TN govt gives strict warning to schools after caste based wrist bands for students spark uproar

Dept also asked district educational officers to identify such schools in TN, take 'severe' action against those responsible.

Chennai: A major caste based discrimination system is unfolding in Tamil Nadu, with the Directorate of School Education busy cracking down on schools where children were made to wear wrist bands of various colours to segregate them on the basis of their caste, reported News18.

The governing body has directed senior officials to identify such schools and take action against those responsible for the discrimination. The Department has also asked for a report from all districts on what action has been taken in this regard.

“It is informed that the officer trainees of IAS 2018 batch lodged a representation to the Government where it has been stated that in some schools in Tamil Nadu, the students were made to wear colour coded wrist bands,” the circular dated July 21 2019 stated, reported by News18.

These bands come in shades of red, yellow, green and saffron to indicate whether they belong to a ‘lower or upper class’. In addition to this, rings and forehead “Tilaka” on the head were also used as caste marker.

“These practices are supposedly being used for sports team selection, reassembling during class and lunch intervals. Allegedly, these practices are enforced upon students themselves and supported by influential caste persons and teachers,” the statement added.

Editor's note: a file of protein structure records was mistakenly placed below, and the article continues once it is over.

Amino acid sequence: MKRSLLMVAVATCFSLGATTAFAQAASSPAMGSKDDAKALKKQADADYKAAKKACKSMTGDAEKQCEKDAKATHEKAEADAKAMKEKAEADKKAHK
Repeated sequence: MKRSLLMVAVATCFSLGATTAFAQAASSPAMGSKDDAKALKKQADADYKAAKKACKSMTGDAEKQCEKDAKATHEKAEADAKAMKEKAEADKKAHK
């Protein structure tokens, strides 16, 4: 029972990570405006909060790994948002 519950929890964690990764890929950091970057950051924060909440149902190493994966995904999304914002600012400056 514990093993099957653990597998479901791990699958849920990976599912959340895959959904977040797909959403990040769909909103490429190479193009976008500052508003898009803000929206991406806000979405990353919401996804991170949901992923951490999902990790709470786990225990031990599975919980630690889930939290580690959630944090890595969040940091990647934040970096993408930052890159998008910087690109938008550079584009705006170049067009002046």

The department also asked district educational officers to identify such schools in the state and take ‘severe’ action against those responsible for such practices.

“All the Chief Educational officers are requested to take appropriate steps to identify such schools in their districts where such kind of discrimination is practiced and to issue suitable instructions to the Head Masters to prevent such practice immediately and also take severe action on the persons who are responsible for the discrimination,” the statement said.

Social activist Kadhir said that similar cases were brought to light from Tirunelveli district back in 2017, but it took the state government two years to ‘wake up’. “It’s not just the coloured bands. In government schools where midday meals are provided, students from the oppressed community are asked to bring their own plates. This discriminatory practice is observed across schools and universities, especially in the southern parts of the state,” she said.

In a village in Madurai district, students from the Dalit community can’t enrol their children to schools. At least 65 FIRs are registered every year because of clashes between two students’ groups based on castes, she added.

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